Former Saint John city councillor Donnie Snook, who pleaded guilty earlier this week to 46 child exploitation charges, is also facing four sex abuse charges in his native province of Newfoundland and Labrador.
Snook, 41, is due to appear in a Corner Brook court on June 11 to answer to two counts of sexual assault and two counts of sexual interference.
Snook worked as a senior pastor at the now-defunct Salvation Army church in Mount Moriah during the mid-1990s. He was well-known and well-liked, CBC's Jeremy Eaton reports.
All four charges relate to a boy from that town, who was under the age of 14 at the time.
RCMP allege Snook committed two of the offences against the boy between Dec. 1, 1995 and April 1, 1996.
The other two offences are alleged to have occurred at or near the provincial park Barachois Pond, between July 1, 1996 and Aug. 31, 1996.
NL file may be transferred
Crown prosecutor Karen Lee Lamrock, who is handling the Saint John case against Snook, said she was aware of the Newfoundland and Labrador charges.
It is possible they could be transferred to New Brunswick, she said.
"Like any case, if an accused wants to plead guilty, they can ask the prosecutor from that jurisdiction to send them here for guilty pleas and sentencing," Lamrock told CBC News.
It is up to the prosecutor in the other jurisdiction to decide whether the charges should be transferred, she said.
Transfers in sexual assault cases are uncommon, but the normal practise would be to accept such a request, said Lamrock.
Snook is expected to return to Saint John court on June 25 to set a date for a sentencing hearing.
He pleaded guilty on Wednesday to 46 child exploitation charges involving 17 boys as young as five years old. The charges, which date back to 2001, include sexual assault, making child pornography and extortion.
It is one of the biggest sex abuse cases in New Brunswick's history.
By comparison, Karl Toft, who is considered one of Canada's most notorious sex offenders, was convicted in 1992 of 34 abuse charges involving 18 boys at New Brunswick's Kingsclear Youth Training Centre, where he worked as a guard.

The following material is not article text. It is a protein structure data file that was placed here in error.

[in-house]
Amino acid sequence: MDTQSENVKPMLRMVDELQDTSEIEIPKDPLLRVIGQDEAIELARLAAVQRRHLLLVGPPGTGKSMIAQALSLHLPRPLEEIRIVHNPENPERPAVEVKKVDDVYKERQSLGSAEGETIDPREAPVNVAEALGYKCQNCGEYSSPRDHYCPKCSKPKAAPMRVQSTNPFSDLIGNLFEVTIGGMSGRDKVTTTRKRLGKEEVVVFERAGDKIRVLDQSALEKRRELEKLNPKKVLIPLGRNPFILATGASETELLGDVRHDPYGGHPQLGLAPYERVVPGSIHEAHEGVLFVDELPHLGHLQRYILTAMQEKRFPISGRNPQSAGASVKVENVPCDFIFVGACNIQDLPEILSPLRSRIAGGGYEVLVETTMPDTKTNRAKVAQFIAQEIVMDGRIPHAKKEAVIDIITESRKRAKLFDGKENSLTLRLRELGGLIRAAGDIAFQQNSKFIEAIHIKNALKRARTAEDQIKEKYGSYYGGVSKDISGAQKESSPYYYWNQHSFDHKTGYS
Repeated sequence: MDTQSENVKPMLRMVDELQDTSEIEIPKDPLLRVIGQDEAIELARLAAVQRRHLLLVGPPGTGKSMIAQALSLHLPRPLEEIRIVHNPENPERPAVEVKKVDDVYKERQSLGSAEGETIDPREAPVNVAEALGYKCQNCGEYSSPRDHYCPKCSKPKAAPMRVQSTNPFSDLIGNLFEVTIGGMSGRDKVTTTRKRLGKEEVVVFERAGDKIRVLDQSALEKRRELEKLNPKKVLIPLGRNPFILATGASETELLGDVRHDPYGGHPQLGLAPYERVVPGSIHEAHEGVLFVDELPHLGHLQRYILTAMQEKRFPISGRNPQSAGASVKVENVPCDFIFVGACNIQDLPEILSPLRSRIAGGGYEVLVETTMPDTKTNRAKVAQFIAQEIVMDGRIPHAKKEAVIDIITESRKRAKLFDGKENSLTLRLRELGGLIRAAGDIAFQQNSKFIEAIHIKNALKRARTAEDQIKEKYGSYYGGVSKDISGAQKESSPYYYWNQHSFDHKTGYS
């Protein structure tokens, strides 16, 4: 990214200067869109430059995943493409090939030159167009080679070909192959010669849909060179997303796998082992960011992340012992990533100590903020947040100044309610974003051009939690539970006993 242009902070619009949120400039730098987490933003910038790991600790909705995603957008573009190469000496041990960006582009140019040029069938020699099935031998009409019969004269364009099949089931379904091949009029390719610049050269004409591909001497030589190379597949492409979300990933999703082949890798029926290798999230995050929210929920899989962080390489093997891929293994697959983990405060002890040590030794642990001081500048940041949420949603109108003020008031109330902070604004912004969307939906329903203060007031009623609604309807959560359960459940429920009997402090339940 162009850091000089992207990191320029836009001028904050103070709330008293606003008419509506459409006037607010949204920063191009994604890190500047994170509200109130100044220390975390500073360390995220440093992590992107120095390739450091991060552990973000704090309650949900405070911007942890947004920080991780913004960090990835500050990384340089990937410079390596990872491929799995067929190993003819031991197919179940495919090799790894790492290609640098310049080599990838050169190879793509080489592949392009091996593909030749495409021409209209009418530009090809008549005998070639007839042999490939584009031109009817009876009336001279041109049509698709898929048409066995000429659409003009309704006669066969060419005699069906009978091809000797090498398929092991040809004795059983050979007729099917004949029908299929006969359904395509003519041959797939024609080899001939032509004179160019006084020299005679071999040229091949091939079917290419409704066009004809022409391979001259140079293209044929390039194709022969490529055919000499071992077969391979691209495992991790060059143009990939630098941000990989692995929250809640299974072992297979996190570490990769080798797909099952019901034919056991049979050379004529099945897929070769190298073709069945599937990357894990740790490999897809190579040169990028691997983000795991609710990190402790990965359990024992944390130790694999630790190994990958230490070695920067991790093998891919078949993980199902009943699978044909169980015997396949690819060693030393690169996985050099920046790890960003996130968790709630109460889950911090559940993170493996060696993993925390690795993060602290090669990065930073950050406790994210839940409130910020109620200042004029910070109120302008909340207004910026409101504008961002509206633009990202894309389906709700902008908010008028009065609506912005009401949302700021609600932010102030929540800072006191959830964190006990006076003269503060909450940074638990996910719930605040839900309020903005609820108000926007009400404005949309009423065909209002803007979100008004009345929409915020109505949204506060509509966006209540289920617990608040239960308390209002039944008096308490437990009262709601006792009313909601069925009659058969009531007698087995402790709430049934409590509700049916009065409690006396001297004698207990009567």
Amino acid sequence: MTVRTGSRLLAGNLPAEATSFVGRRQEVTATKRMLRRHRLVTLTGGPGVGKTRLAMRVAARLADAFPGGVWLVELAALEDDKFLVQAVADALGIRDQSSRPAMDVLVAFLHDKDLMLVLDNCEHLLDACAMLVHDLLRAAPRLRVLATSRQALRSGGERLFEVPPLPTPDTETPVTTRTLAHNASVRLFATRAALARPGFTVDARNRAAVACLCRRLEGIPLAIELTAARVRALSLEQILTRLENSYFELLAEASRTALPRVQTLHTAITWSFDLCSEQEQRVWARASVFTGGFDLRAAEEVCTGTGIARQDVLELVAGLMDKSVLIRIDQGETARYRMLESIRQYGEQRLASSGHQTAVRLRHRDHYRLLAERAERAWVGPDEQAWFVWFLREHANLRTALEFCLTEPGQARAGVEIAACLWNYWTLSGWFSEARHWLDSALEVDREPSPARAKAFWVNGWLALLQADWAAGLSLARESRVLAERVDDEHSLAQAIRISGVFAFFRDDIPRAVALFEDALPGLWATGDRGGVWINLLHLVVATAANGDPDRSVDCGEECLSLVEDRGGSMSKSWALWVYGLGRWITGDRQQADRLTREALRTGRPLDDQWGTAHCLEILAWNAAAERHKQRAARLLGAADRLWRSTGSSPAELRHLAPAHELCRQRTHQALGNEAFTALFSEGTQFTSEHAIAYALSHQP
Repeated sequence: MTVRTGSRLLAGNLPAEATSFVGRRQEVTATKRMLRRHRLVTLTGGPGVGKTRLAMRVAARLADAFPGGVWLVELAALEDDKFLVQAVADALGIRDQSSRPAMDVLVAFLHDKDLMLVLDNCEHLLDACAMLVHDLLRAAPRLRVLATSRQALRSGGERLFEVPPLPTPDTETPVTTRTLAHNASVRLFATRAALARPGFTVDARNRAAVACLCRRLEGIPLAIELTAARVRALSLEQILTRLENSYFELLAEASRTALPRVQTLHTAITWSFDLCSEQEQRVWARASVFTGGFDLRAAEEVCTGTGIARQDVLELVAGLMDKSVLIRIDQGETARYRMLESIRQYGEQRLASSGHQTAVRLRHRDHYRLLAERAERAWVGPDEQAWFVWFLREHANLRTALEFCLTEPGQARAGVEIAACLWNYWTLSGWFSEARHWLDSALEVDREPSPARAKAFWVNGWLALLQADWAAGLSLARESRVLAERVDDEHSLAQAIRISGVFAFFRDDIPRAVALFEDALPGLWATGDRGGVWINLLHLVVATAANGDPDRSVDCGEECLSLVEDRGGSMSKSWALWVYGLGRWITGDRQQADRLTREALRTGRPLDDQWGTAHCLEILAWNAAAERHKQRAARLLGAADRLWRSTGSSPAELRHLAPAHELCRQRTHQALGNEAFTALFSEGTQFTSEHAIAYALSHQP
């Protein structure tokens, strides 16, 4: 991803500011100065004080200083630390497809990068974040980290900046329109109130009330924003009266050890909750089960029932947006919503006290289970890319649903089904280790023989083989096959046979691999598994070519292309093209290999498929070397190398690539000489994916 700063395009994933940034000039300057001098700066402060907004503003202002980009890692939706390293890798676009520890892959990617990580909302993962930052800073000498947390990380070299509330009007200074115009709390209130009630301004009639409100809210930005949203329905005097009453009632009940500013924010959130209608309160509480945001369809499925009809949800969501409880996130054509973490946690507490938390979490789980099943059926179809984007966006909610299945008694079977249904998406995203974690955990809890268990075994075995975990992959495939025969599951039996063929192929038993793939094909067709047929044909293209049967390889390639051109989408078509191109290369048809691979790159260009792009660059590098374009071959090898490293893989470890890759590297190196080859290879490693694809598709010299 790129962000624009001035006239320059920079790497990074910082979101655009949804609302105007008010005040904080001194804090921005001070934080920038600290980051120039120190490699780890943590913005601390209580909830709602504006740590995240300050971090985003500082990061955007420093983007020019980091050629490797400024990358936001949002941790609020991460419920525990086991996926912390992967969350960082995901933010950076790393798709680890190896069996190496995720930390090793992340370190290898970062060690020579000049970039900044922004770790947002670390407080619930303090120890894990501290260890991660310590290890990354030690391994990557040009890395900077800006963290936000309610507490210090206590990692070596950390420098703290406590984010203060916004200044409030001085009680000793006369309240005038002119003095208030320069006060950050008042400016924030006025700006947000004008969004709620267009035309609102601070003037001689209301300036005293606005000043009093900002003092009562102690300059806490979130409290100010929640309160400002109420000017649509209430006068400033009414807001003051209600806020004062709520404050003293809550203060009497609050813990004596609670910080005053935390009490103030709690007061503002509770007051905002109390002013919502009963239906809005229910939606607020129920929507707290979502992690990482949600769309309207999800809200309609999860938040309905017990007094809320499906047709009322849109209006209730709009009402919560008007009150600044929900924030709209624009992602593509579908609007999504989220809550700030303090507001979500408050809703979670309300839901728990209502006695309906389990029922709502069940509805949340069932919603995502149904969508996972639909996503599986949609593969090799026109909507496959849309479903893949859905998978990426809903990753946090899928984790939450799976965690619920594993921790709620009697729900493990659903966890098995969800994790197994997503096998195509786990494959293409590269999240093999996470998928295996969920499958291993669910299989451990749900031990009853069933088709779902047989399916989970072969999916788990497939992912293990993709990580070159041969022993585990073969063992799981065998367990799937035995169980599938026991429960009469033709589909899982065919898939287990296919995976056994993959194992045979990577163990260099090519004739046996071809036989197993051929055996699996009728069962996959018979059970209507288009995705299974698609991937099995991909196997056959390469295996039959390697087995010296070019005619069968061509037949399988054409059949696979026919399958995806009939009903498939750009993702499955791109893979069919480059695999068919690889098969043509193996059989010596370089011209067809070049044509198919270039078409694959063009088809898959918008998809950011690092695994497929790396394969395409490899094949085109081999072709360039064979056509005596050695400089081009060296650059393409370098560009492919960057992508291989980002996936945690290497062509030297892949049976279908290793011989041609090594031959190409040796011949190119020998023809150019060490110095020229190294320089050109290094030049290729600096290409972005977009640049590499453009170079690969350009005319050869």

Saint John police say they are still investigating and could lay more charges.
Civil suits possible
Victims could launch civil suits against Snook, as well.
Norm Bosse, a Saint John lawyer, interviewed more than 100 men who said they were victims of Toft, who was sentenced to 13 years and served 10 years.
Bosse said there were early warnings in the Toft case that were missed. He said he thinks it will be the same for Snook.
"We'll probably hear things like, 'Well you know, it always seemed strange to me that my son wanted to go with him. Or, he took my son out and kept him overnight. Or, he was on long trips and he did this.' There's also a camper involved. Karl Toft? Camper," he said.
Bosse said the Snook case may force the Department of Social Development to re-evaluate its screening process for foster parents. Snook served as a foster parent for years.
Bosse said the Archdiocese of Fredericton may also been questioned. Snook was the director of the Saint John Inner City Youth Ministry, overseeing the Chicken Noodle Club, a hot lunch program for at-risk youth. He has since been dismissed.
"When these things happen, yes, the lawyers will be looking there. Did he have a position of trust? What was he doing in the church? Did you do a background check? Were you leaving him alone with these kids when you shouldn't have been?"
The court has yet to hear the facts behind the crimes involving Snook, or how he accessed his victims, who were between the ages of five and 15.